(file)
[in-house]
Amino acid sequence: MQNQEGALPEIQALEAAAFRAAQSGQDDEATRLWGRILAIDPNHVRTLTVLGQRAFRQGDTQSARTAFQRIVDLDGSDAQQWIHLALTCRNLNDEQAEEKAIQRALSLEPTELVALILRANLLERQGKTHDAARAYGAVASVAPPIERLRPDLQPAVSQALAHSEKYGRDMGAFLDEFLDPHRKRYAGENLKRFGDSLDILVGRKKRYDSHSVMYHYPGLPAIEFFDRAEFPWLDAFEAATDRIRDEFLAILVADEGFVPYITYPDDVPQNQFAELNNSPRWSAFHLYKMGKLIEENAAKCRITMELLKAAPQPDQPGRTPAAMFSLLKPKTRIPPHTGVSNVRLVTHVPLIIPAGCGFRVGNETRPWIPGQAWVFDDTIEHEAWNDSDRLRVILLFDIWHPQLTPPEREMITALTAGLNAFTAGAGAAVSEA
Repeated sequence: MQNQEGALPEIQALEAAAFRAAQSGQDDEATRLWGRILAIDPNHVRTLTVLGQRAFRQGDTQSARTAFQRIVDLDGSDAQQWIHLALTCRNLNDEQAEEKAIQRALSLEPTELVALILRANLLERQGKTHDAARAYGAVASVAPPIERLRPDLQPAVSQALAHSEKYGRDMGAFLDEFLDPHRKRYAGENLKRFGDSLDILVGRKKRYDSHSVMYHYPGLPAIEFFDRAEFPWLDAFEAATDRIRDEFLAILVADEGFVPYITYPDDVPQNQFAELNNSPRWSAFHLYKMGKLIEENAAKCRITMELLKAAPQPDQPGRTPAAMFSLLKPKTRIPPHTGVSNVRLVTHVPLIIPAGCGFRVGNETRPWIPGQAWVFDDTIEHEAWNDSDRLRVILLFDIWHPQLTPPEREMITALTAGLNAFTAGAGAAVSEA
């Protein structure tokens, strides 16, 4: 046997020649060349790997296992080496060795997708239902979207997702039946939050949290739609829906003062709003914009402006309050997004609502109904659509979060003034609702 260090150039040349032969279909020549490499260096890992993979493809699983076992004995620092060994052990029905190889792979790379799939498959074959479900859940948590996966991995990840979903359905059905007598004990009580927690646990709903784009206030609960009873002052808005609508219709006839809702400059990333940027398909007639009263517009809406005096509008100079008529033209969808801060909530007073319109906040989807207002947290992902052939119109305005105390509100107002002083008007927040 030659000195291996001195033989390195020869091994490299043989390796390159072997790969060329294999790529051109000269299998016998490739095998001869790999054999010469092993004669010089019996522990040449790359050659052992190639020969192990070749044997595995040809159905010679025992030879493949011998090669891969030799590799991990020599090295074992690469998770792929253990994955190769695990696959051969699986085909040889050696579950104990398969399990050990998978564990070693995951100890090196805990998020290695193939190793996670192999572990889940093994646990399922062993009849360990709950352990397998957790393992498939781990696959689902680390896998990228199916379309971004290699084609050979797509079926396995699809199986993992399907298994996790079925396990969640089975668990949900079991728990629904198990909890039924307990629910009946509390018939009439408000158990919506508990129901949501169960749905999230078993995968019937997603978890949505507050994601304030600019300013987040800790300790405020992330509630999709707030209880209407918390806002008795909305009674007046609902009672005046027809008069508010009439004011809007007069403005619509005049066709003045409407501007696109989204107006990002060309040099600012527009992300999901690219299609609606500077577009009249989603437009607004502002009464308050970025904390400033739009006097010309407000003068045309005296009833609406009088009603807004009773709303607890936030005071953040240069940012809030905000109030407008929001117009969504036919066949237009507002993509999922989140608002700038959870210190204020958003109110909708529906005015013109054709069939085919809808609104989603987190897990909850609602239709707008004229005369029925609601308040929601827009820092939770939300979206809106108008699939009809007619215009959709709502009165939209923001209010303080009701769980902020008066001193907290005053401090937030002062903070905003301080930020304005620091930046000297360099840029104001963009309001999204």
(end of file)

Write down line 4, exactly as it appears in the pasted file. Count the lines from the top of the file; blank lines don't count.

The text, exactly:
């Protein structure tokens, strides 16, 4: 046997020649060349790997296992080496060795997708239902979207997702039946939050949290739609829906003062709003914009402006309050997004609502109904659509979060003034609702 260090150039040349032969279909020549490499260096890992993979493809699983076992004995620092060994052990029905190889792979790379799939498959074959479900859940948590996966991995990840979903359905059905007598004990009580927690646990709903784009206030609960009873002052808005609508219709006839809702400059990333940027398909007639009263517009809406005096509008100079008529033209969808801060909530007073319109906040989807207002947290992902052939119109305005105390509100107002002083008007927040 030659000195291996001195033989390195020869091994490299043989390796390159072997790969060329294999790529051109000269299998016998490739095998001869790999054999010469092993004669010089019996522990040449790359050659052992190639020969192990070749044997595995040809159905010679025992030879493949011998090669891969030799590799991990020599090295074992690469998770792929253990994955190769695990696959051969699986085909040889050696579950104990398969399990050990998978564990070693995951100890090196805990998020290695193939190793996670192999572990889940093994646990399922062993009849360990709950352990397998957790393992498939781990696959689902680390896998990228199916379309971004290699084609050979797509079926396995699809199986993992399907298994996790079925396990969640089975668990949900079991728990629904198990909890039924307990629910009946509390018939009439408000158990919506508990129901949501169960749905999230078993995968019937997603978890949505507050994601304030600019300013987040800790300790405020992330509630999709707030209880209407918390806002008795909305009674007046609902009672005046027809008069508010009439004011809007007069403005619509005049066709003045409407501007696109989204107006990002060309040099600012527009992300999901690219299609609606500077577009009249989603437009607004502002009464308050970025904390400033739009006097010309407000003068045309005296009833609406009088009603807004009773709303607890936030005071953040240069940012809030905000109030407008929001117009969504036919066949237009507002993509999922989140608002700038959870210190204020958003109110909708529906005015013109054709069939085919809808609104989603987190897990909850609602239709707008004229005369029925609601308040929601827009820092939770939300979206809106108008699939009809007619215009959709709502009165939209923001209010303080009701769980902020008066001193907290005053401090937030002062903070905003301080930020304005620091930046000297360099840029104001963009309001999204």